A.I.G.’s Best & Brightest=A.I.G.’s Dumb and Dumbest

A lot of people are fuming today about news that the 400 A.I.G. employees in the company’s London office—the folks who sold trillions of dollars worth of “swaps” that brought the company to ruin and could end up destroying the world economy—are in line to get $450 million in bonus payments.

The legal justification for this idiocy can’t be ignored. These employees have a contractual right to the money, and the contracts were signed before the government was forced to take an 80 percent ownership of A.I.G. . So legally, they probably have to get their money.

What is really infuriating here, however, are comments from the man who is now A.I.G.’s CEO. He stated that we have to keep paying bonuses to the London crowd in the future because to unwind the derivative deals they so egregiously and destructively generated and peddled, these “best and brightest” are needed to do the job.

In what universe does this man reside? His “best and brightest” to the world outside little pockets of a fast shrinking financial realm are now recognized as the dumb and dumbest—as people whose great talent was to produce short-term profits with horrendous longer term outcomes.

A.I.G. is an insurance company. The derivatives churned out by its London affiliate were a kind of alternative insurance for what turned out to be garbage investments. In other words, these “best and brightest” were in fact the worst insurance underwriters in history.

Continue to give them bonuses when the contractual need to do so expires? Why? Does anyone besides top A.I.G. and Treasury officials believe these derivative mavens will leave the company for better jobs if they don’t get mega-bonuses? Who would possible be interested in hiring people who failed so atrociously?

We may have to endure the mess these people and others like them have created. But please, please, please, never use the words “best and brightest” again to characterize this ilk. Too many truly better people have been driven into awful financial straits by their gaming for this woefully outdated terminology ever again to be applied so mistakenly and foolishly.

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4 Comments

  1. As a taxpayer, I want to freeze AIG's assets, disburse the company and liquidate the holdings back into the US. They've failed. When a business fails you don't allow it to continue to steal from you. You reverse the cash flow back to its rightful owners: US. It isn't “too big to fail” because it has already failed. The “too big” is a moot point.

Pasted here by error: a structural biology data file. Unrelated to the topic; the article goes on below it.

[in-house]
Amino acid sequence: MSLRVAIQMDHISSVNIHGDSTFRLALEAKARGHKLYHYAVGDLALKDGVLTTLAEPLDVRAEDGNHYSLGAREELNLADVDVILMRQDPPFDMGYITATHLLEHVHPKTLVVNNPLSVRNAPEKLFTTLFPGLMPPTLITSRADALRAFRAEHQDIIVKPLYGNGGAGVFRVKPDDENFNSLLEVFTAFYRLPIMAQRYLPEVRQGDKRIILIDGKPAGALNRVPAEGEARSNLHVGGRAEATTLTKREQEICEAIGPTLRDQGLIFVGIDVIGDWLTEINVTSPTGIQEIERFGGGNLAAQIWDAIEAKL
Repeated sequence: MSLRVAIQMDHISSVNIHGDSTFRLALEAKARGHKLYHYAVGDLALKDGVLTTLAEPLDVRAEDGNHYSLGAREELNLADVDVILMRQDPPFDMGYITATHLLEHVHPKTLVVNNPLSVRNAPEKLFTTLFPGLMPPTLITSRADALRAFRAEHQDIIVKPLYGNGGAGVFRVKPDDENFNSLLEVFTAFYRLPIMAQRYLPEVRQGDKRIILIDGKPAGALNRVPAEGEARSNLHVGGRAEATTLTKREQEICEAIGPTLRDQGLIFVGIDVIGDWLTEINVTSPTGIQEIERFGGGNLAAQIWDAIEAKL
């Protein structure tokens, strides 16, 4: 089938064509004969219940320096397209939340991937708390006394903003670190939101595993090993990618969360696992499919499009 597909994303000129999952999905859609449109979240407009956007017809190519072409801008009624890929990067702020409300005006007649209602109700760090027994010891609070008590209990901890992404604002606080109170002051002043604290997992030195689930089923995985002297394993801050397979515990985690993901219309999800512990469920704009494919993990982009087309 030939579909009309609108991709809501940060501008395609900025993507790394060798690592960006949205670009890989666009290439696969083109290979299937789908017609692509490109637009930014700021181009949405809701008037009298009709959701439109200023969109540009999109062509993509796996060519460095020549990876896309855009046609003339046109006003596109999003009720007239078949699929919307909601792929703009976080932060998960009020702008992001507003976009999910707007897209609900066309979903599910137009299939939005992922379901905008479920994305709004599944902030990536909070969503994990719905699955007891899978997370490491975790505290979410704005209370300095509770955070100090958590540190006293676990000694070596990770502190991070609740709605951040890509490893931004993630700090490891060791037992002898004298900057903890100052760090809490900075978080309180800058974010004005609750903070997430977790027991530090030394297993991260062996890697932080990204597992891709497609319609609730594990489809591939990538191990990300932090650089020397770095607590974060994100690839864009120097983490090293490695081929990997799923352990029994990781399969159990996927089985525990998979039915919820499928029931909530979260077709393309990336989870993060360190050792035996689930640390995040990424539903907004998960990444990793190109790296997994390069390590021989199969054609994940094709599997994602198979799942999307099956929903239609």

2. I'm sure there are lots of jobs out there for these “best and the brightest”.

    From the NY TImes:

    http://www.nytimes.com/2009/03/16/business/16ai

    “Mr. Liddy wrote that A.I.G. hoped to reduce its retention bonuses for 2009 by 30 percent. He said the top 25 executives at the financial products division had also agreed to reduce their salary for the rest of 2009 to $1.”

    Earlier the same article said that some executives received up to $6.5 million in bonuses.

    I'm sure that 99% of Americans would gladly work for a $1 salary if they got $6.5 million in bonuses. Particularly if they didn't have to perform very well (or at all) or understand the business. Even a high school drop out janitor has those qualifications.

    If AIG has gone bankrupt and failed, which is what would have happened if the government had not stepped in, those people would not have received bonuses. They should be happy that they continue to have jobs. But no…. To them it's business as usual, though they probably don't feel that way… I'm sure there are some changes, and stress, but certainly no fundamental changes.

  3. I think the problem with the AIG CEO's comments are a little different the one you've identified. AIG's present survival is completely dependent on the goodwill of the taxpayers and their elected representatives. While he may be right that AIG's future survival depends on its ability to attract highly qualified people, it's irrational to sacrifice AIG's survival today to AIG's survival tomorrow.

    And, as suggested above, today isn't like five years ago or even a year ago. It's a buyers' market for talent in the financial services business right now and he should be taking advantage of it by purchasing labor at the best price.

  4. MS has it exactly backward. The people who created the problems shouldn't have gotten their bonuses. Since Congress and the administration didn't address this ahead of the bailout, AIG currently is correct to say that they are legally bound to honor the contracts.

    But AIG should retain the right to award bonuses in the future (I think it's appropriate to tie them to performance, though, not blank checks for nonperformance or malfeasance.) We really do need the best and brightest to be motivated to take the reins.

    The problem is that our politicians either didn't anticipate this or they did but didn't care because it serves them just as well to have the companies award the bonuses and then attract populist wrath. Either way it demonstrates why we shouldn't allow our political class to take over the management of corporations- because they're either ignorant or self serving.

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